We can’t change the weather but we can change government, jokes Sarwar in rain

The Scottish Labour leader was greeted by a downpour as he campaigned in Leith.

Anas Sarwar and leading Scottish Labour politicians sheltered under umbrellas as they joined the General Election campaign trail amid torrential rain in Leith, Edinburgh.

Mr Sarwar joked they could not change the weather but could instead “change the government”, as they gathered to support Tracy Gilbert, the Labour candidate in the Edinburgh North and Leith seat.

The downpour on Thursday came a day after the Prime Minister was soaked when he stood outside 10 Downing Street to call the election.

Mr Sarwar was joined by deputy Labour leader Dame Jackie Baillie and other party MSPs, as well as Edinburgh council leader Cammy Day.

Speaking to journalists, Mr Sarwar said: “Scotland is finally getting the General Election we have been so desperate for.

“Our country – Scotland, the UK – is crying out for change.”

Asked if a good result could pave the way for Labour to win power at the next Scottish Parliament election, he added: “I’ve always believed that the General Election would be the stepping stone to the Scottish Parliament election.

“But I’m going to spend all my time, and all my focus, making sure we actually deliver in UK Labour government.”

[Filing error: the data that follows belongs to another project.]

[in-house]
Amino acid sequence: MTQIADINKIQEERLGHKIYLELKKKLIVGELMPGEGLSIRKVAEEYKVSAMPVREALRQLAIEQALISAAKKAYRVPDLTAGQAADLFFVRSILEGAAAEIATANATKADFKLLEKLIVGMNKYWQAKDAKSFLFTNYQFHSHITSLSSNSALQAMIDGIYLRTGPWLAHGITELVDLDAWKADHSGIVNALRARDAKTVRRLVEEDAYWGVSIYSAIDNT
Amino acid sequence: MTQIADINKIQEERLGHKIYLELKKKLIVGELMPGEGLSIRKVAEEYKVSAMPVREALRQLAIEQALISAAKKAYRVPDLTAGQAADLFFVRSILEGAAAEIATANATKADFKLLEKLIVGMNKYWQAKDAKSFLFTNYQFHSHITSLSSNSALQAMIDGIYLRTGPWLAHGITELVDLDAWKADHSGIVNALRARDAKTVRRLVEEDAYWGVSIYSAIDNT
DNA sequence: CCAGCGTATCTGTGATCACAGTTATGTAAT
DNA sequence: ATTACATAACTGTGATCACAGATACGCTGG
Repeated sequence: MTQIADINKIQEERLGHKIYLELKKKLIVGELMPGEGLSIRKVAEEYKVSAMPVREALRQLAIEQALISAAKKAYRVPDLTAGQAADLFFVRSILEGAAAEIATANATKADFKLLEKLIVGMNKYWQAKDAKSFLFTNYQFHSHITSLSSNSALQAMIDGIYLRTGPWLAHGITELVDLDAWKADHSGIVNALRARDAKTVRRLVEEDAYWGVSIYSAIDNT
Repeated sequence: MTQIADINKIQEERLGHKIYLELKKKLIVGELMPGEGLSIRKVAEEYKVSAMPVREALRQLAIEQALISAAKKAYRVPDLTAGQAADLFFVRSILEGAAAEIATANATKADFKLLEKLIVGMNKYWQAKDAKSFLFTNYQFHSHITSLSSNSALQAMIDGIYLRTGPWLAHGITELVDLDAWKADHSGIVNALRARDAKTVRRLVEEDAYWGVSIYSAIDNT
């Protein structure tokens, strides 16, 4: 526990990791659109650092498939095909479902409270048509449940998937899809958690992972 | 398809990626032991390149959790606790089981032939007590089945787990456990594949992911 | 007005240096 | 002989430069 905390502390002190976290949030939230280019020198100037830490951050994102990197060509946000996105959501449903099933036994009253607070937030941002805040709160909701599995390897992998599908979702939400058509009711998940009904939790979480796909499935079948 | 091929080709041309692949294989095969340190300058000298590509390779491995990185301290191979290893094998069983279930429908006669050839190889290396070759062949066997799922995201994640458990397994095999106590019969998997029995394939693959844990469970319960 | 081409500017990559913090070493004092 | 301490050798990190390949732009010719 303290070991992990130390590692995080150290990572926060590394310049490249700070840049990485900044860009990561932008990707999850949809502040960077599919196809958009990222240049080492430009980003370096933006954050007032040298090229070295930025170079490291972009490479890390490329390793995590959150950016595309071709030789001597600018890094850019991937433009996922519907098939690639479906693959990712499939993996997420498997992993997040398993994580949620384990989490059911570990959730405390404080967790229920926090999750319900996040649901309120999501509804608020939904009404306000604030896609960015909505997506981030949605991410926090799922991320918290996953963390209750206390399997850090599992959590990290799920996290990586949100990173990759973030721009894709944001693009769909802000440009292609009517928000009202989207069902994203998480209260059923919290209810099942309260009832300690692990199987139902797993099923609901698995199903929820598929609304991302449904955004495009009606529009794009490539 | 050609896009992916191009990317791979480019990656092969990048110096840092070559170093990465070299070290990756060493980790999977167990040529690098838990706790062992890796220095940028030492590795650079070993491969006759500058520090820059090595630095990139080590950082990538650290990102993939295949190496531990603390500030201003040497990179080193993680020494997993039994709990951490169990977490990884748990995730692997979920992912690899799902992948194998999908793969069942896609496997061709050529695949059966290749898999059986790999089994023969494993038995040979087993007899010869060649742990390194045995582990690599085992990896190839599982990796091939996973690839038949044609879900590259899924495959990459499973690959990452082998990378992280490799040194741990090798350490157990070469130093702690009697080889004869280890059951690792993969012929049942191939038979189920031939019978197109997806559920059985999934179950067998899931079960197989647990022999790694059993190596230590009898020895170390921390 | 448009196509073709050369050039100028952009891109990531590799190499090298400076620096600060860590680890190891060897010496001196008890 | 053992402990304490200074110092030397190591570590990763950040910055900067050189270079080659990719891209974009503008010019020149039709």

Asked if he believes Scottish Labour can better its 2017 result, when it won seven seats north of the border, he said: “I’ve got higher ambitions.

(PA Graphics)

“I believe there is no route to a Labour government that doesn’t go through Scotland. We have to make significant gains here in Scotland.

“I recognise on paper that there is a mountain to climb. But I think we have done a huge amount of work over the last three years to get ourselves in a fighting fit position.”

Mr Sarwar was also questioned about a recommendation from Holyrood’s standards committee that former health secretary Michael Matheson should be suspended from the Parliament for 27 days over his iPad expenses row.

The Labour leader said he does not agree with First Minister John Swinney’s assessment that the committee had become “politicised”.

He said: “(The First Minister) wants to hold individual members of a committee to account for their actions, but he’s not willing to hold Michael Matheson – who attempted to misuse £11,000 of public money – to account.”

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